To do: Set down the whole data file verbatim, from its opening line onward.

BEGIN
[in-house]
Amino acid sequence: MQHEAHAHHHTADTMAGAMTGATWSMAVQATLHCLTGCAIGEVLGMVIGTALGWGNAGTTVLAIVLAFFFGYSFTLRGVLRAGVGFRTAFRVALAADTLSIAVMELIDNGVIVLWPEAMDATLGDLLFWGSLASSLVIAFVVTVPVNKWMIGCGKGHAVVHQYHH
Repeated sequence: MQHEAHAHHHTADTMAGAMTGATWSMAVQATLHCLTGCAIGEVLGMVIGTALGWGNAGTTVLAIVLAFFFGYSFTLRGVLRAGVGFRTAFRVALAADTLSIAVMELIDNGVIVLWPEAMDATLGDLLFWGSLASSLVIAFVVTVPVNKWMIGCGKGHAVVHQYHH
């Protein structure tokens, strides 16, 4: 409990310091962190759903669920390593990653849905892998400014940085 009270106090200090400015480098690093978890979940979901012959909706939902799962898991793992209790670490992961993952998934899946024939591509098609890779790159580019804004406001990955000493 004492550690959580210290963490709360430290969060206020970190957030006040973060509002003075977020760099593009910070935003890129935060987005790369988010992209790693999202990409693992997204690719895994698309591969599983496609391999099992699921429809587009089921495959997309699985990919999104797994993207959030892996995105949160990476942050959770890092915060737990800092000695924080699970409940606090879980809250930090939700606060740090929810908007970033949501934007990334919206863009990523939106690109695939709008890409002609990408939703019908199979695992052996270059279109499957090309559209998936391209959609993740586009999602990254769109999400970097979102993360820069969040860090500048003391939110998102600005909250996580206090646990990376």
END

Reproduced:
[in-house]
Amino acid sequence: MQHEAHAHHHTADTMAGAMTGATWSMAVQATLHCLTGCAIGEVLGMVIGTALGWGNAGTTVLAIVLAFFFGYSFTLRGVLRAGVGFRTAFRVALAADTLSIAVMELIDNGVIVLWPEAMDATLGDLLFWGSLASSLVIAFVVTVPVNKWMIGCGKGHAVVHQYHH
Repeated sequence: MQHEAHAHHHTADTMAGAMTGATWSMAVQATLHCLTGCAIGEVLGMVIGTALGWGNAGTTVLAIVLAFFFGYSFTLRGVLRAGVGFRTAFRVALAADTLSIAVMELIDNGVIVLWPEAMDATLGDLLFWGSLASSLVIAFVVTVPVNKWMIGCGKGHAVVHQYHH
């Protein structure tokens, strides 16, 4: 409990310091962190759903669920390593990653849905892998400014940085 009270106090200090400015480098690093978890979940979901012959909706939902799962898991793992209790670490992961993952998934899946024939591509098609890779790159580019804004406001990955000493 004492550690959580210290963490709360430290969060206020970190957030006040973060509002003075977020760099593009910070935003890129935060987005790369988010992209790693999202990409693992997204690719895994698309591969599983496609391999099992699921429809587009089921495959997309699985990919999104797994993207959030892996995105949160990476942050959770890092915060737990800092000695924080699970409940606090879980809250930090939700606060740090929810908007970033949501934007990334919206863009990523939106690109695939709008890409002609990408939703019908199979695992052996270059279109499957090309559209998936391209959609993740586009999602990254769109999400970097979102993360820069969040860090500048003391939110998102600005909250996580206090646990990376």